When I started at Fortress Real Developments in 2013, CEO Jawad Rathore and I sat down to discuss the company’s risk-mitigation strategies, and one of the major initiatives was geographic diversification.
The problem that can inevitably arise from such a plan is that we are Toronto-based, we believe we have expert knowledge of the planning and financing environment in the metropolitan area here, as well as a deep understanding of the market dynamics and builder/developer competency levels.
So in reducing your risk by locational diversity, are you then offsetting that risk reduction by operating in a market that you have less expertise in?
So I’ve been tasked with getting a better understanding of the housing market in each of the major metropolitan areas in Canada. The first three things I always look at when evaluating any housing market whether on a national, metropolitan, municipal or neighbourhood level is CMHC starts and completions data, and Statistics Canada data on changes in employment and population. I wanted to determine if there is any major differences in the relationships between these data sets over the long term.
Five Census Metropolitan Areas
I looked at five Census Metropolitan Areas (CMAs) that we are active in, Calgary, Edmonton, Winnipeg, Toronto and Ottawa, and determined that on average over the past 10 years, every net new job created results in the need for approximately 0.68 new homes on average for these combined CMAs – this is based off the 10-year relationship between employment growth and housing starts.
Population growth is less influential than employment growth, a net new resident results in the need for about 0.41 new housing units on average for the five CMAs.
In Winnipeg, the relationships are higher, a net new job equals 0.76 new units and a net new resident equals 0.48 new units. There are many potential reasons for this, perhaps there are less new second home purchases in Winnipeg, perhaps less people are living with roommates, or perhaps less investor activity which can overinflate demand?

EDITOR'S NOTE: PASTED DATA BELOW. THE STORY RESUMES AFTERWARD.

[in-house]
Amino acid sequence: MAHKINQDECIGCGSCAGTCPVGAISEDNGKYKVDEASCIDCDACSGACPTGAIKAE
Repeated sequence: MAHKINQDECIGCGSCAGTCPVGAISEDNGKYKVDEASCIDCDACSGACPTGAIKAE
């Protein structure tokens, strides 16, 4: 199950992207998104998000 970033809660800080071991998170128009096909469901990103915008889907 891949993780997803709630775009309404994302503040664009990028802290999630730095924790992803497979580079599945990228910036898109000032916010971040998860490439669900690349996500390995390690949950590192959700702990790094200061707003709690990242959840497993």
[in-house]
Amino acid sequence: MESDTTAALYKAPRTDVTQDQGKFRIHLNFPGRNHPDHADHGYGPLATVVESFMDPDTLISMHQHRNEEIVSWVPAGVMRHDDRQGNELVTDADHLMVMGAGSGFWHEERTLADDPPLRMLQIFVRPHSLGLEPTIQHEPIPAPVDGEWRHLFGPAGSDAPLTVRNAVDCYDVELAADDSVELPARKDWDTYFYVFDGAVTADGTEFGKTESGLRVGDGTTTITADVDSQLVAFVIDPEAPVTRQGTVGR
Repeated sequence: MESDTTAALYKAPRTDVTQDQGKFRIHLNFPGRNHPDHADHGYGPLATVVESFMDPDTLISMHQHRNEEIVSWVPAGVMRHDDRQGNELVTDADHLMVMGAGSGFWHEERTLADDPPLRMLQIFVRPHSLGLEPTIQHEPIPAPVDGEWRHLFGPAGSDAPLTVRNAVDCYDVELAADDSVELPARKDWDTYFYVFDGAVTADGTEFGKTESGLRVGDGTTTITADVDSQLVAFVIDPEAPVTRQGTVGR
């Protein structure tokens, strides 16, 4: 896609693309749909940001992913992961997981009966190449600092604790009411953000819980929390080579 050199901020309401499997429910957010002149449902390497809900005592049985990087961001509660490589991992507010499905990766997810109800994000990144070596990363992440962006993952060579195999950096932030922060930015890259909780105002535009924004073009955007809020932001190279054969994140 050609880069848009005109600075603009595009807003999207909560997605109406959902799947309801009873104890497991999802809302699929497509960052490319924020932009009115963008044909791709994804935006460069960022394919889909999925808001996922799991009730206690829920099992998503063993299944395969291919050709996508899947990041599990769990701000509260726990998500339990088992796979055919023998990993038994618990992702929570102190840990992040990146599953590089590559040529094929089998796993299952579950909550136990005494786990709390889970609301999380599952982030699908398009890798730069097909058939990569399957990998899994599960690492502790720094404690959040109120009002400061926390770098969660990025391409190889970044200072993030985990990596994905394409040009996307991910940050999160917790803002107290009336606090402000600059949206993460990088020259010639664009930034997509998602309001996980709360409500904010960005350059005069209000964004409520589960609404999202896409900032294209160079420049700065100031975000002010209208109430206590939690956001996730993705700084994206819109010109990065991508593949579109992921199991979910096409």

It’s good to know that when the economic data in Winnipeg is good, it’s directly translating into more demand for new homes. In Ottawa the relationships is the lowest for starts/jobs at 0.57 and second lowest to Calgary for starts/population at 0.38. My hypothesis is that Ottawa has a lot of government contract workers that don’t intend to stay long term and choose not to buy, or a second idea would be that Ottawa developers are conservative and don’t overbuild when economic data is rosy.
Look at housing starts, employment, population forecasts
With these longer-term relationships in mind, we can look at housing starts, employment and population forecasts for 2014 and 2015, to ascertain if the market can accommodate more supply, or if there is a potential for overbuilding.
Based on forecasts from CMHC and the Altus Group, it appears that the Toronto CMA market in the best shape going into 2015, followed surprisingly by Ottawa (which has seen less than favourable sales and pricing data this year), and Edmonton. Calgary appears to be building exactly what they need based off this analysis, and Winnipeg may be over shooting.
Taking averages over averages for a metropolitan area is not an exact science, and may have no predictive power, but I’m going to continue to keep an eye on these relationships when evaluating the next Fortress deal.
Fortress Real Developments is a diversified real estate development and investment company that partners with established builders and developers across the country. Fortress sources equity capital for the partnership, in addition to providing value-add services such as market research, structuring of debt, marketing, and other realty services.
Ben Meyers assists in evaluating both the market conditions and projects in which Fortress is active. Follow his blog posts and commentary on the Canadian Housing Market at www.fortressrealdevelopments.com/news or follow him on twitter at @BenMyers29